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Continental drift

Continental drift

New paradigms in the global competition for talent

The shift in economic power from West to East that we are currently witnessing calls for new approaches to gaining and retaining managerial talent. While few leadership disciplines have been so neglected in the past as talent management, best-selling author and expert HR consultant Claudio Fernández-Aráoz is convinced that we are about to embark upon a new era in the practice of people decisions. Better late than never.

WHILE THERE ARE several factors driving the need for radical change in the competition for talent, none is stronger than globalization. We are all fully aware of the dramatic shift in economic power, at unprecedented pace, from Western Europe and the United States to a number of emerging countries. Senior executives around the world have woken up to the fact that the BRIC countries (Brazil, Russia, India, and China) are today not only a fast-growing market of almost two billion people, but also a source of increasingly qualified, relatively inexpensive labor and highly competitive brains. Almost without exception, the multinational companies we studied are planning a substantial increase in the proportion of talent they aim to recruit outside their original home country over the next five years.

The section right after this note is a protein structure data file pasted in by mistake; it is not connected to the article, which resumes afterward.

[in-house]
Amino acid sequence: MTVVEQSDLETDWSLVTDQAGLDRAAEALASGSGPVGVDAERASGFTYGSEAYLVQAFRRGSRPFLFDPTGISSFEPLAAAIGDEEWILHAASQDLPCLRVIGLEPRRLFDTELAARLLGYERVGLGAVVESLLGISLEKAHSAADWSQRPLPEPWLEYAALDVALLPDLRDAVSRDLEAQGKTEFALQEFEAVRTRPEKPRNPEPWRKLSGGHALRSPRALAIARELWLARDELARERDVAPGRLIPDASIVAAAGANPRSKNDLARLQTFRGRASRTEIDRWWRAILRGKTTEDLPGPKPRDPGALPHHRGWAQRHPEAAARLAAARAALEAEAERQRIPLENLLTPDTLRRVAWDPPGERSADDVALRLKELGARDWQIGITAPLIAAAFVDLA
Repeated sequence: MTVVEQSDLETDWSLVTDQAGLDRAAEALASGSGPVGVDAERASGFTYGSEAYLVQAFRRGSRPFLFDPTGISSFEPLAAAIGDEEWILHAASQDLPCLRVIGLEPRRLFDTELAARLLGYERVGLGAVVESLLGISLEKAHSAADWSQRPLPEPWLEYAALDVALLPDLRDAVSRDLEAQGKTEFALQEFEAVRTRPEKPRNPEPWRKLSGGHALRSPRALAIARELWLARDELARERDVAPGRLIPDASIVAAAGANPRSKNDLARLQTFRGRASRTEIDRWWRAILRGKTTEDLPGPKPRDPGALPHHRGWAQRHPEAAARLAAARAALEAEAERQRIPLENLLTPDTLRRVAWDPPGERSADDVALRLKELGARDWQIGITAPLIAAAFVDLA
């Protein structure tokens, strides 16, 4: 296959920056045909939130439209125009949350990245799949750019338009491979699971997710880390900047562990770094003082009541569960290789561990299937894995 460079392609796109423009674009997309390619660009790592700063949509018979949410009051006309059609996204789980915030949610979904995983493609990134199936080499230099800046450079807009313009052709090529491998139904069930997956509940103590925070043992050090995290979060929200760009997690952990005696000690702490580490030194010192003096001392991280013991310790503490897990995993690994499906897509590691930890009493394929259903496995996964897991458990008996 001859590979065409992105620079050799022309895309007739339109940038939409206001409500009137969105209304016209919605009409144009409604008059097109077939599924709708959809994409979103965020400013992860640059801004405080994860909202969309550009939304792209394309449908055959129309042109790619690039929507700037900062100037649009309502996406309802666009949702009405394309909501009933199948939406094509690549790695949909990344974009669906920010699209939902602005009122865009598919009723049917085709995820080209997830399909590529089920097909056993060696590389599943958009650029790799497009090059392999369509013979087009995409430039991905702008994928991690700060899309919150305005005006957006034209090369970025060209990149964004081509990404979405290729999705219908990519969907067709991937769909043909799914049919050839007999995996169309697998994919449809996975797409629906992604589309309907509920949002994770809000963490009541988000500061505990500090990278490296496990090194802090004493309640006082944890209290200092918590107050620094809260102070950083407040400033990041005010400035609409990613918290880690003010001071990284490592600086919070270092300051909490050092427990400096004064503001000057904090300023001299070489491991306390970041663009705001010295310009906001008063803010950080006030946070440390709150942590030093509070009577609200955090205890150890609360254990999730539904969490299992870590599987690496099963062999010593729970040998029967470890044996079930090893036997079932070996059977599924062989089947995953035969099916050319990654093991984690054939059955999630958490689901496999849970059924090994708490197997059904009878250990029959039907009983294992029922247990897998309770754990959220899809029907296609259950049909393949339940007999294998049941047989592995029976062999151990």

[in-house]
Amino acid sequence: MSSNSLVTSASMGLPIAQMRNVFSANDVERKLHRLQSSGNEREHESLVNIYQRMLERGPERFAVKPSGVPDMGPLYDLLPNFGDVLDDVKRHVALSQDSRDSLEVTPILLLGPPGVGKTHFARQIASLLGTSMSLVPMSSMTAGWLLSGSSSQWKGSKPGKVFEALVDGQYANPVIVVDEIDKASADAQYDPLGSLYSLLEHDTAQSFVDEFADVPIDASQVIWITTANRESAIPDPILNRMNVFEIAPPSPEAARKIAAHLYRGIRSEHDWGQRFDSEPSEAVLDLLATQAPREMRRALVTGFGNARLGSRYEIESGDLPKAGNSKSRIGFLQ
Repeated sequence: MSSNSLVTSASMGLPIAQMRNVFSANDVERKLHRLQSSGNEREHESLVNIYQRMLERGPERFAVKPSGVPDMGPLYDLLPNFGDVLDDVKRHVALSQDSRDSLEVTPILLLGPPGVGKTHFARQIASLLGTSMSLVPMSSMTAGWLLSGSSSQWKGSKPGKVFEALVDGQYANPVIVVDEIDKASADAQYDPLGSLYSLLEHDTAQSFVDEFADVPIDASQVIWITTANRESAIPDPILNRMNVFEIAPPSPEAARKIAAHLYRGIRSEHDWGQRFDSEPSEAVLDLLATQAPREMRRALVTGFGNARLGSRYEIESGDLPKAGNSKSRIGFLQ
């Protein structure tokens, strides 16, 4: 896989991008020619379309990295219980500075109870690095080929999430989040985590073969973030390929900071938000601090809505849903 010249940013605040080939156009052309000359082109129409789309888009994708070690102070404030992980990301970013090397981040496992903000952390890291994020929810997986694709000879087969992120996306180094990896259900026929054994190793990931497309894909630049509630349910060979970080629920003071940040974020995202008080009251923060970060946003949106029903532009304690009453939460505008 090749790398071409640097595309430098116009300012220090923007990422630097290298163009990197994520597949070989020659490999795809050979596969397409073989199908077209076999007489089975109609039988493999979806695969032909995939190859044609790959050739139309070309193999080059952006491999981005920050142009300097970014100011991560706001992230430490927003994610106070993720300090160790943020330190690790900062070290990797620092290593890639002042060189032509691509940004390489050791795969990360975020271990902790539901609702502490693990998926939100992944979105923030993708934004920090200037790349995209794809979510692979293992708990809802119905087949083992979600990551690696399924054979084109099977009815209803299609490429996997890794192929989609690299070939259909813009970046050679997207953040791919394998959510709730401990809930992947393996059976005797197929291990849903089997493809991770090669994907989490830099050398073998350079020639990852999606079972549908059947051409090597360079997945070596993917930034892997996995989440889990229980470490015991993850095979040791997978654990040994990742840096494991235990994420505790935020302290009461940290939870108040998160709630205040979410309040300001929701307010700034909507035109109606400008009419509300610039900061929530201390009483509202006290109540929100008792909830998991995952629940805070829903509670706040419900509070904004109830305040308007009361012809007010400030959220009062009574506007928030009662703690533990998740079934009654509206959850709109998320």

Growing demand for managerial talent